With more than 2 million square feet of new space certified every day and more than 92,000 certified projects, the U.S. Green Building Council's LEED program is the front-runner when it comes to green certifications. The Environmental Protection Agency's Energy Star program, which has issued nearly 33,000 buildings certificates and helped benchmark approximately 40% of U.S. office space, is the other prominent certification choice among both commercial and residential contractors.
"Green building rates have continued to rise," said Keara Fanning, central region sustainability practice lead at Jones Lang LaSalle. "This goes hand in hand with [the] increased [corporate social responsibility] and sustainable investing we are seeing. Certification has become expected for class-A space."
Besides LEED and Energy Star, there are other programs that building owners and contractors are exploring based on market demand for sustainability and wellness features. Here is an overview of several unique benchmarks for building in a way that is healthy for both occupants and the environment.
Founded in the United Kingdom, BREEAM (Building Research Establishment Environmental Assessment Method) has certified more than 562,000 existing buildings worldwide. It made its American debut in 2016 and, in March 2017, certified its first structure, the renovated 1.3 million-square-foot The Oaks shopping mall in Thousand Oaks, California, under the BREEAM USA In-Use standard.
The certification program includes an online self-assessment and benchmarking tool and a third-party assessment similar to the Energy Star program. BREAM USA is targeting an estimated 5.6 million existing U.S. commercial buildings with its In-Use program but also certifies other categories such as new construction of homes and commercial buildings, infrastructure, renovations, tenant build-out and community master planning.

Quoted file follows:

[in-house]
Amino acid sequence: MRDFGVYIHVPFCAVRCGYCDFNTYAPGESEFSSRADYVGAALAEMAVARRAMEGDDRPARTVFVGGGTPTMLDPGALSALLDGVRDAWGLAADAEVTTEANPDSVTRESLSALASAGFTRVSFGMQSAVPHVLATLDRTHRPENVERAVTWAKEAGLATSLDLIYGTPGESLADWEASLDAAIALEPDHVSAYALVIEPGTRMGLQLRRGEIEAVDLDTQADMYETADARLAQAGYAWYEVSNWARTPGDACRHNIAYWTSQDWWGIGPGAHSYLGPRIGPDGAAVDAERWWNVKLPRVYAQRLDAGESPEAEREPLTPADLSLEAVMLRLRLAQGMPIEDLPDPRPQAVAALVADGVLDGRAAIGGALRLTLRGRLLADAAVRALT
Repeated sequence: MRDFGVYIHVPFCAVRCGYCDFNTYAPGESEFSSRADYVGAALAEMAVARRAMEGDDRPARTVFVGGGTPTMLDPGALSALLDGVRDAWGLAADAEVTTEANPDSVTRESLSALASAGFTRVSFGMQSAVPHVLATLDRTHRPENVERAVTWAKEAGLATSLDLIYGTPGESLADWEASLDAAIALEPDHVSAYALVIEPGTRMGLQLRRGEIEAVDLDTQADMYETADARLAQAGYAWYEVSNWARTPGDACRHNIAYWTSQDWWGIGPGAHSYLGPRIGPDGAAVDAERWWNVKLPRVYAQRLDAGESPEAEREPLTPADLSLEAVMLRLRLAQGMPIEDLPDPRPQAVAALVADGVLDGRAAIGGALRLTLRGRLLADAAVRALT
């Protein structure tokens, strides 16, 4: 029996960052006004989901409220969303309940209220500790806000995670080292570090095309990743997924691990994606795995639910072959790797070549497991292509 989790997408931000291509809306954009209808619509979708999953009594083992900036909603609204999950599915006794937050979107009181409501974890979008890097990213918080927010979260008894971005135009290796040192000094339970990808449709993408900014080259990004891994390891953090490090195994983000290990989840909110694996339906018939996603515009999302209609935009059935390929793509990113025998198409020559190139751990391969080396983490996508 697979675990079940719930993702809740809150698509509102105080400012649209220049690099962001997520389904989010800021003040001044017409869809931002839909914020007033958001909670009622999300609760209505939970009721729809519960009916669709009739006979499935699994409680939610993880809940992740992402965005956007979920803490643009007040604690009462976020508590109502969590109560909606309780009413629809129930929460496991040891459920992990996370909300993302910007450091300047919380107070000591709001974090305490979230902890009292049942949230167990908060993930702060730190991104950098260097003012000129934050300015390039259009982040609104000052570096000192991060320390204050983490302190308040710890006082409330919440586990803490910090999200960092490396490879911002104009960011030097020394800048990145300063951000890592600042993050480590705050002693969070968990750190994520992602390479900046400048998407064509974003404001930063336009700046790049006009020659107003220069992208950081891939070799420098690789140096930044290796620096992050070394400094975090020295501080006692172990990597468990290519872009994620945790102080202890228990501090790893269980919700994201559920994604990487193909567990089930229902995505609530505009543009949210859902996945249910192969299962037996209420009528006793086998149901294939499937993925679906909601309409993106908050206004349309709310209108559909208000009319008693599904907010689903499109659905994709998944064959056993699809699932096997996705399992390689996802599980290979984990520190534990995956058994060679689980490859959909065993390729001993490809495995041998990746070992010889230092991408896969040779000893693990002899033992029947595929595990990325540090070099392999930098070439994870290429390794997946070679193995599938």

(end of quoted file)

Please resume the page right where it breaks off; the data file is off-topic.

The BREAMM standard evaluates:
- Specification and design of the building's energy efficiencies.
- The health and well-being of those inside the building.
- Exemplary performance and innovation.
- Sustainable land and material use.
- Prevention and control of pollution and surface water runoff.
- Promotion of sustainable and alternative transportation options.
- Management and re-use of waste through the building's lifecycle.
- Reduction of potable water use and elimination of water leaks.
Green Building Initiative introduced the Green Globes program in 2000 after adapting the 1996 BREEAM Canada standard to the U.S. commercial buildings market. Like BREEAM USA, Green Globes begins with an online self-assessment process. Properties are scored on factors related to project management, site elements, energy performance, water use, waste disposal and recycling, materials, emissions and the indoor environment, and the results are assessed by a third party.
Green Globes has certified more than 1,300 buildings thus far, and GBI says it provides customized guidance in the design, construction and operation of high-performance interiors and buildings.
In addition to demonstrating a commitment to sustainability, a Green Globes certification, according to GBI, also has the potential to:
- Reduce a building's operating costs.
- Increase its eligibility for tax incentives and utility rebates.
- Make the building more attractive to existing and potential tenants.
- Increase the building's marketability.